Just over one-third of Americans ages 18-65 got a flu shot in the 2012-2013 flu period, renders a report released yesterday by the United States Centers for Disease Control and Prevention (CDC). H1N1, the same highly infectious type-A influenza strain that caused the 2009 pandemic is the most prevalent this season, and is now widespread in 35 states. Experts wish to debunk the stigma that results in Americans choosing to opt out of vaccinating themselves and their children.
“The trend of low vaccination rates amongst younger adults is particularly troubling this year,” said Jeffrey Levi of Trust for America’s Health, a nonprofit health activism group.
The investigation done by the group concluded that while 45 percent of all Americans got a flu shot during the 2012-2013, a figure that increased from 41.8 percent in the 2011-2012 season, only 35.7 percent of adults were a part of this group.
The highest vaccination rates last season were in Massachusetts at 57.5 percent, while the lowest were in Florida at 34.1 percent. Just 12 states had flu shot vaccination quotients of 50 percent or greater. The CDC urges that all Americans ages six months and above get inoculated each year.
The effort to create a universal flu vaccine and to debunk the social dissension surrounding its potential side effects is a popular topic today in the infectious disease community and with the CDC. Researchers and public health officers say that more people getting the flu shot yearly could lead to advancements that would bring this scientific milestone closer to reality.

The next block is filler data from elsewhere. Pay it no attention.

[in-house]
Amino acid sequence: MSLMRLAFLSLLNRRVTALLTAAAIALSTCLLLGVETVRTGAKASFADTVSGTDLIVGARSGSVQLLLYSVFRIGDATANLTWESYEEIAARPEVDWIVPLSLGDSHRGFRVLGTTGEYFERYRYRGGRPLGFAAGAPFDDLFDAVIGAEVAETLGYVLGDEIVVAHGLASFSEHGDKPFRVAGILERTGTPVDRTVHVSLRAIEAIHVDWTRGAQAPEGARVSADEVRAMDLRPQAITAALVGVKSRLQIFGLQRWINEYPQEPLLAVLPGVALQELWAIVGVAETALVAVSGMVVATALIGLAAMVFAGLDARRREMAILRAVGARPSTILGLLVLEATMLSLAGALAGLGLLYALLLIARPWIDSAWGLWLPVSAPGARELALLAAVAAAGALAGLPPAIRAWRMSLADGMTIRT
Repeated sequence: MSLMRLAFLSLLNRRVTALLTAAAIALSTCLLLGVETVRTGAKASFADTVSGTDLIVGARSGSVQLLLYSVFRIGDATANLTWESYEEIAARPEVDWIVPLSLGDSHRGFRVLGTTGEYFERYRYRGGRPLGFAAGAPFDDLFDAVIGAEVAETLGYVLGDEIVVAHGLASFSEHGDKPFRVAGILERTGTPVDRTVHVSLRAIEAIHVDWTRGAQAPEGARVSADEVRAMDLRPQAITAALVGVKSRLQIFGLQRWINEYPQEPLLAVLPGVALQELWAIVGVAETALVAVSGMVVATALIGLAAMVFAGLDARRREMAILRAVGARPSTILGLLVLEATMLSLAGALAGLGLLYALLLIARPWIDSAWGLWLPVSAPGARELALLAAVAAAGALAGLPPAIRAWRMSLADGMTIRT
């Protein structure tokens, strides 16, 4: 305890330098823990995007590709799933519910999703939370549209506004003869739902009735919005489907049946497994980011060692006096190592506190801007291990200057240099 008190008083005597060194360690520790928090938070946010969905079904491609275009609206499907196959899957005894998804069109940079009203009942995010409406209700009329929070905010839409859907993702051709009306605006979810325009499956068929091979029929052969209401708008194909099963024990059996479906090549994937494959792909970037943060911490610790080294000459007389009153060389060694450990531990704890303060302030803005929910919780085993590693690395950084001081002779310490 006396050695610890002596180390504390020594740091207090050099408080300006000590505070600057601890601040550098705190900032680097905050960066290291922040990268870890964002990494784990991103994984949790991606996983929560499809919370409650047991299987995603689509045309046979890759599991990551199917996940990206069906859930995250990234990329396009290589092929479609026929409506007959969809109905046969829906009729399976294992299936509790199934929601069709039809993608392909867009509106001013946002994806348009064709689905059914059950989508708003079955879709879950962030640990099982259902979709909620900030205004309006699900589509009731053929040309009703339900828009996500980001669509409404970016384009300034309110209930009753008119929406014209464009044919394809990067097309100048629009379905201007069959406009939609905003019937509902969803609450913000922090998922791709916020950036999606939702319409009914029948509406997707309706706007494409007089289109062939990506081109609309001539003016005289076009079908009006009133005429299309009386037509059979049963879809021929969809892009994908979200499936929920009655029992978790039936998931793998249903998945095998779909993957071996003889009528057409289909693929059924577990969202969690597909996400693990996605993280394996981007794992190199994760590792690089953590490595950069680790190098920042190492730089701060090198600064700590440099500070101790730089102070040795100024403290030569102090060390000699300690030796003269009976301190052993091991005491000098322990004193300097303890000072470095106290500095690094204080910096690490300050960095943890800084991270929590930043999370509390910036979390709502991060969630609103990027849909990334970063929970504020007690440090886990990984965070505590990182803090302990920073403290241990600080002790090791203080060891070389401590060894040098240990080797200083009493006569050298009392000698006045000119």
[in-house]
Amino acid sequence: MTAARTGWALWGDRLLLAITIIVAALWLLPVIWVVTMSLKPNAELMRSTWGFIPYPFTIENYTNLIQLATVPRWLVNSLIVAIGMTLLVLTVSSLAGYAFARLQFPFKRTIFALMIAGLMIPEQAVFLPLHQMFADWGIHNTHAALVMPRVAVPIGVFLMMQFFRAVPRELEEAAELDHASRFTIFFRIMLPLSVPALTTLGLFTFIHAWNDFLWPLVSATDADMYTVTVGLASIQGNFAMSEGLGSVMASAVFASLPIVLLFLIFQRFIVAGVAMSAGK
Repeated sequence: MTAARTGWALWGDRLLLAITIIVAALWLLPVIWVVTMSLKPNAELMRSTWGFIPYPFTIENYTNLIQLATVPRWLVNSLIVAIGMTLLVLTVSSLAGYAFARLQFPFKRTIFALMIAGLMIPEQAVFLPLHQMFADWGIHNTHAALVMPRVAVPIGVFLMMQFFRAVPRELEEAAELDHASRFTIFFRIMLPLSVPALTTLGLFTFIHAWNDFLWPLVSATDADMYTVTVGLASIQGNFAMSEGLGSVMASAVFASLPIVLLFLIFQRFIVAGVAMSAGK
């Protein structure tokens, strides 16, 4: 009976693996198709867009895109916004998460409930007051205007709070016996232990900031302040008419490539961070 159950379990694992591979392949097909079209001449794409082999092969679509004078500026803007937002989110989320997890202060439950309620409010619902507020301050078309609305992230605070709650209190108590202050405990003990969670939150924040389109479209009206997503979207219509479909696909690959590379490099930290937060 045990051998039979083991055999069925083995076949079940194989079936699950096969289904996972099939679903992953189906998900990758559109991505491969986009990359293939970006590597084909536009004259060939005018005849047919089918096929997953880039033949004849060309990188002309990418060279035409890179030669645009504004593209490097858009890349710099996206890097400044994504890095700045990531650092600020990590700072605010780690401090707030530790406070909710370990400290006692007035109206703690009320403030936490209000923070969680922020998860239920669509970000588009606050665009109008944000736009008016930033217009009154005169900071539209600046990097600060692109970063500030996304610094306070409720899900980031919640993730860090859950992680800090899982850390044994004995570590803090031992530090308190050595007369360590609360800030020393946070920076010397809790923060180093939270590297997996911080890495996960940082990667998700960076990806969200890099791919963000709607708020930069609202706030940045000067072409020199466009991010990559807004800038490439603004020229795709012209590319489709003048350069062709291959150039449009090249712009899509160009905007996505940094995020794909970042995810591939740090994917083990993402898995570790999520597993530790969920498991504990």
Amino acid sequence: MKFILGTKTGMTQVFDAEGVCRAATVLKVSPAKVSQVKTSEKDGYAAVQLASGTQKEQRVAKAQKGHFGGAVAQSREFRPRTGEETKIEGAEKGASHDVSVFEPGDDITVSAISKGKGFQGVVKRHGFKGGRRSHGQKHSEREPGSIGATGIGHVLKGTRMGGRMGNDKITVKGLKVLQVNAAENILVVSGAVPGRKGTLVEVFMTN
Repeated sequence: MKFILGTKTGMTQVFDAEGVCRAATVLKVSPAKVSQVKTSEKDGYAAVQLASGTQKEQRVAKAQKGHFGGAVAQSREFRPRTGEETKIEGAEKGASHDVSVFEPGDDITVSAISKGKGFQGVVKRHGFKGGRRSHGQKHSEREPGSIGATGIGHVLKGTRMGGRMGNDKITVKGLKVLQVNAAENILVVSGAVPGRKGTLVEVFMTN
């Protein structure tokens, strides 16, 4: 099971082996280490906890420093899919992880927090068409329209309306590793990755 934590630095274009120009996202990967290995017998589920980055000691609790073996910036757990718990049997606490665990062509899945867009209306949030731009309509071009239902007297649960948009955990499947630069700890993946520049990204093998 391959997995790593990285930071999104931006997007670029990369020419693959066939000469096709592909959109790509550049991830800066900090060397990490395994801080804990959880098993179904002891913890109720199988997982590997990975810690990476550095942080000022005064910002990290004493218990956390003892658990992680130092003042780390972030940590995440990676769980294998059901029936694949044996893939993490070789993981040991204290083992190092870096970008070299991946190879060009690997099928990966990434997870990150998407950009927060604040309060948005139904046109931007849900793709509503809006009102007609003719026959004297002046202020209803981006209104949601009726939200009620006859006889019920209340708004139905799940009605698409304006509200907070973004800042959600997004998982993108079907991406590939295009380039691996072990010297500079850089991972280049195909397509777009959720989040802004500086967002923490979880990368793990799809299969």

The European Scientific Working Group on Influenza, which is a group of healthcare officials in influenza experts aiming to reduce the disease in Europe held their annual conference yesterday in Malta, Latvia, where the panel outlined six common misconceptions about the disease.
The first misconception about the disease, according to the ESWI is that people underestimate the seriousness of the flu due to the fact that the severity of cases in different strains is widely varying. The U.S. Centers for Disease Control estimates that 36,000 people die from influenza and influenza-related causes each year. Certain strains, such as the H5N1 Avian flu, have a mortality rate of 60 percent in humans.
Roman Prymula, of the University Hospital Hradec Kralove in the Czech Republic, said on Tuesday that only about a quarter of influenza related deaths are reported and that misdiagnosis is common.
There are others who think that they are not in the high-risk category, or that the shot will give them the flu. Others stated that they had previously been inoculated, yet caught the disease anyway, not taking into account that influenza is a diverse and constantly mutating virus. Previous studies done in the U.S military show that the vaccine has a 70 to 90 percent protective rate. This number in the general population is closer to 70 percent. The CDC and health care officials continue to warn that the ever-pervasive Swine flu is highly contagious.
Another concern was the use of adjuvants, which are substances that increase the body’s immune response to the flu shot, thereby resulting of less of the inactivated virus contained in vaccine. Although there is much controversy surrounding the use of the alum adjuvants in American flu vaccines, experts and the CDC say that the risks outweigh the dogmatic benefits of immunogenicity and wish to debunk myths surrounding their so-called harmful effects.
By Apryl Legeas